High-resolution transmission electron microscopy (HRTEM) observations of unaltered volcanic air-fall deposits from the ongoing lava dome explosive eruption at Chaitén Volcano, Chilean Patagonia, revealed the presence of highly crystalline silica nanofibers in the respirable fraction of the volcanic ash (<4 μm). The nanofibers are identified as the high-temperature (>240 °C), beta form of cristobalite, with average lengths of hundreds of nanometers and widths on the order of tens of nanometers. We propose that the beta-cristobalite nanofibers are formed during explosive eruptions by the reduction of amorphous silica by carbon monoxide to its reactive suboxide SiO, which is later oxidized to form one-dimensional crystalline silica nanostructures. Nucleation and growth of the nanofibers are enhanced by the high surface area of the micrometer- to nanometer-sized fragments of silica glass in the volcanic column. The formation of nanocrystalline cristobalite fibers during explosive lava dome eruptions poses new challenges for the assessment of the short- and long-term health hazards associated with the respirable nanofibrous components of volcanic ash.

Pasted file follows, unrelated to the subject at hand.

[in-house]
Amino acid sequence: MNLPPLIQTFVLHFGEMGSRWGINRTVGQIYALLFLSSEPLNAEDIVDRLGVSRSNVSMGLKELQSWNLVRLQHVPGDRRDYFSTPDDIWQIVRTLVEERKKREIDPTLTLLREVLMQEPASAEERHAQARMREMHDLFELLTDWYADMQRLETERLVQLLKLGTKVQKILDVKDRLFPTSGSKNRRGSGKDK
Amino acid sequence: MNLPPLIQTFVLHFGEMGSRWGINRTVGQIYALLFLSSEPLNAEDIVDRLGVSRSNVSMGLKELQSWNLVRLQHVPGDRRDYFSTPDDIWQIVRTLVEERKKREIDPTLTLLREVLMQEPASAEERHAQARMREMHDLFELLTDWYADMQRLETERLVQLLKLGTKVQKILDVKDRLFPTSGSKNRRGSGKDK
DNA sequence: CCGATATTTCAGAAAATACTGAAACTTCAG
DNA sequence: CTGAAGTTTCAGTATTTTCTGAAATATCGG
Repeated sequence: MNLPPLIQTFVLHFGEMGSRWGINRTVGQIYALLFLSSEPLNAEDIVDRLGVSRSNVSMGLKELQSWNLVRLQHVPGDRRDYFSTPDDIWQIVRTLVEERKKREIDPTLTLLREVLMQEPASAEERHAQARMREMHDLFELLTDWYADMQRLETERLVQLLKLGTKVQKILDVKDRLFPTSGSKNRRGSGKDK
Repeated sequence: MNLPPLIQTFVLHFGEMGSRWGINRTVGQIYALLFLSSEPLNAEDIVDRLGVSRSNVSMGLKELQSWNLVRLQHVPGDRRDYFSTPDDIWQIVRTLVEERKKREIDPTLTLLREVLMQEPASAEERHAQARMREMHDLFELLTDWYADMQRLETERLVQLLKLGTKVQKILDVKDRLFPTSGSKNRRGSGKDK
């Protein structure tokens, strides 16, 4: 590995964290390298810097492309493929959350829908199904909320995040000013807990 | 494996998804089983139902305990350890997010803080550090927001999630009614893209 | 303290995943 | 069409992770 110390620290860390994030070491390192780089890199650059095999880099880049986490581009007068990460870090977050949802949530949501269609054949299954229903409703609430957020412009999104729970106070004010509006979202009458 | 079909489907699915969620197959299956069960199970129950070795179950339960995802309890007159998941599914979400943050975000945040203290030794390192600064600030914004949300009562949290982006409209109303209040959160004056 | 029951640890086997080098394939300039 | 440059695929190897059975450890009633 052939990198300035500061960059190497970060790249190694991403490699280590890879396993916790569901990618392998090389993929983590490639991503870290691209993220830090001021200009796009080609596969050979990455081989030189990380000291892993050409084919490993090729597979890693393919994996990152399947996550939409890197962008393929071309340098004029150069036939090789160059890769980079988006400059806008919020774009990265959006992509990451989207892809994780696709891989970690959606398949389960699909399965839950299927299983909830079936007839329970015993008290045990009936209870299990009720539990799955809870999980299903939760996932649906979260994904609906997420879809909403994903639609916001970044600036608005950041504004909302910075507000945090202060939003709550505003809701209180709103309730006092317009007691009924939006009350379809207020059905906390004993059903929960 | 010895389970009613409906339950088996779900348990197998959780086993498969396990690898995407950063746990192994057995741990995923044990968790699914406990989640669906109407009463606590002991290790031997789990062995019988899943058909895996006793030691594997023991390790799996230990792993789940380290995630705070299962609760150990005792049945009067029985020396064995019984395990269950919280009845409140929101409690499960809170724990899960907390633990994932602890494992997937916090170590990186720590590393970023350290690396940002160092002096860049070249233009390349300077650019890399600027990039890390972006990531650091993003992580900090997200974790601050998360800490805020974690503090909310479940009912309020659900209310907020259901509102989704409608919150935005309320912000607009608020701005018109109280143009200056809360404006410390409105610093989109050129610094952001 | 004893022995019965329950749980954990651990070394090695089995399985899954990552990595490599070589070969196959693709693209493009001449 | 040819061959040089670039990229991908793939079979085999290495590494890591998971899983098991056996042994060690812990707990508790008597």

You do not have access to this content, please speak to your institutional administrator if you feel you should have access.